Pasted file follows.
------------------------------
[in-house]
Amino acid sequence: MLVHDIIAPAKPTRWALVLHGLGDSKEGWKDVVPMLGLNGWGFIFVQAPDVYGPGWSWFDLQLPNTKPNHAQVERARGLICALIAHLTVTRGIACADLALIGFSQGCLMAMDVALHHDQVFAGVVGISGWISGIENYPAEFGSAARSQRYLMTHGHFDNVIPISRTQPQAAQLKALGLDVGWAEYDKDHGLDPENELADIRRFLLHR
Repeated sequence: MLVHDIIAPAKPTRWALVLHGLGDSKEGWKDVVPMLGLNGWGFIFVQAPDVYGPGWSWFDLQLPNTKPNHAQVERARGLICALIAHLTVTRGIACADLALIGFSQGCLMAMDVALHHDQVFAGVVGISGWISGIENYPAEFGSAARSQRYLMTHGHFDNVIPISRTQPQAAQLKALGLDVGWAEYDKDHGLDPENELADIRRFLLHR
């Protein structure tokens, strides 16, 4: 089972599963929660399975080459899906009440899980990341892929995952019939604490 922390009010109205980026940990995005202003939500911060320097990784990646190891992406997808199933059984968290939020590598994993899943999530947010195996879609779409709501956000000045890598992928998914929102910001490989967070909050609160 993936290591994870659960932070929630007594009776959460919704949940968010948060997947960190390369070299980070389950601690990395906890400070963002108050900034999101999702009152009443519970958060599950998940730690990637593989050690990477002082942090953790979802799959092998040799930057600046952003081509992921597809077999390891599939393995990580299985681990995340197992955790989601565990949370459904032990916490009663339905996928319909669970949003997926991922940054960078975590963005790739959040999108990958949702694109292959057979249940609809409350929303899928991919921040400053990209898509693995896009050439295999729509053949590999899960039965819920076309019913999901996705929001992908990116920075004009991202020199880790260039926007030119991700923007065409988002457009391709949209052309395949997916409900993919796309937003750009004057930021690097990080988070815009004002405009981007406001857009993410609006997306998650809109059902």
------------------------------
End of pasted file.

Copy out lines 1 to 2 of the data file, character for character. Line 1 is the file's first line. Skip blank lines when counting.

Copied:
[in-house]
Amino acid sequence: MLVHDIIAPAKPTRWALVLHGLGDSKEGWKDVVPMLGLNGWGFIFVQAPDVYGPGWSWFDLQLPNTKPNHAQVERARGLICALIAHLTVTRGIACADLALIGFSQGCLMAMDVALHHDQVFAGVVGISGWISGIENYPAEFGSAARSQRYLMTHGHFDNVIPISRTQPQAAQLKALGLDVGWAEYDKDHGLDPENELADIRRFLLHR